"Much like the previously-mentioned wheatwine, barleywines are definitely a type of beer despite the misleading name. Bittersweet and strong are hallmark characteristics of barleywines; in fact, they are one of the strongest types of beer currently being brewed. English barleywines, which were the originals, tend to focus on the strong sweet malt flavor, while American varieties often emphasize hops (if these articles have taught you anything, I'm sure it has been the fact that Americans have a disturbing obsession with adding heavy doses of hops to any beer imaginable). The great thing about barleywines and other strong ales with high alcohol contents is that they can be aged  for multiple years like wines. The flavor of a two year-old strong ale is deeper, smoother, and more complex than a nascent bottle of the same brew. This is a style for the true beer enthusiast who has time and willpower enough to set aside beer in a cellar and ignore the temptation to drink it-- a formidable task indeed for such ostensibly delicious beer. Another reason this style is often only enjoyed by hardcore connoisseurs is the prohibitive price-- almost nine dollars for one twelve ounce bottle of this stuff.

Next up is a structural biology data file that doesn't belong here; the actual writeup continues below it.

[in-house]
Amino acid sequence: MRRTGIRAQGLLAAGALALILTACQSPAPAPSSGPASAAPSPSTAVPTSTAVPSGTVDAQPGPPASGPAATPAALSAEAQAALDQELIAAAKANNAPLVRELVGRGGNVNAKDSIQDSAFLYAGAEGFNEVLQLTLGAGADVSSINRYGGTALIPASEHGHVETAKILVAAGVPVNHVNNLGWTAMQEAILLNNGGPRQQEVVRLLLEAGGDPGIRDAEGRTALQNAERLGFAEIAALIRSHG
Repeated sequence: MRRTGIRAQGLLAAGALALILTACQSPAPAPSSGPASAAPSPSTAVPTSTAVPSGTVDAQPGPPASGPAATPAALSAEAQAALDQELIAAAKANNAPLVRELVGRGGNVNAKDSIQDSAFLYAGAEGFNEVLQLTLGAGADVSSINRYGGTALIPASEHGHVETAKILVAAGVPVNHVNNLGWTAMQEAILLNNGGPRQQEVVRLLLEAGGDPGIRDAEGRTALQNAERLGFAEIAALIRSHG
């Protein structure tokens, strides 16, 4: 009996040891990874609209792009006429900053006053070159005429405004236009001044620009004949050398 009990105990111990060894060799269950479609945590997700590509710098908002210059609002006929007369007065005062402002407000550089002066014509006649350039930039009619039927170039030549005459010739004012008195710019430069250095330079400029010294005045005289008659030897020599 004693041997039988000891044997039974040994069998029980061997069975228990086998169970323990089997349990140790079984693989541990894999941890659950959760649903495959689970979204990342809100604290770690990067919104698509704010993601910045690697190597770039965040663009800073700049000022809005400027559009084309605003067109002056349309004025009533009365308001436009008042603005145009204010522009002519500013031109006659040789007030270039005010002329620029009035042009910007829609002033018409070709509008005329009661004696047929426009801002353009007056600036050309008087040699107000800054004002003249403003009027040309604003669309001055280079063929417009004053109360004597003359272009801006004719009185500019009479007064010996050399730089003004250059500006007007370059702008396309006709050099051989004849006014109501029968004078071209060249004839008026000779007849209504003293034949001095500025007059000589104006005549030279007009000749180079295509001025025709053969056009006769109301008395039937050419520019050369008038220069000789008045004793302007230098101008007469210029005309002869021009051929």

Avery Brewing Company is a small brewery that makes big beers. Samael's Ale is in their "Demons of Ale" line-up, which also features the 14.9% abv Belgian Grand Cru-style "The Beast" and the 15.1% abv "Mephistopheles' Stout". According to their website, the brewers threw out all their prior notions of brewing limitations, and they recommend doing the same when tasting this beer. Samael's Ale is aged in oak barrels, much like Scotch whisky. An association with such a fine spirit tempers the spiritual trembling I get at drinking a beer whose namesake is the devil himself-- or maybe that's just anticipation of the beer itself; after all, I have never before had a beer whose alcohol content has been this high. I've fasted for half the day just so I can truly appreciate the tastes that await within the ominous black and red-labeled bottle."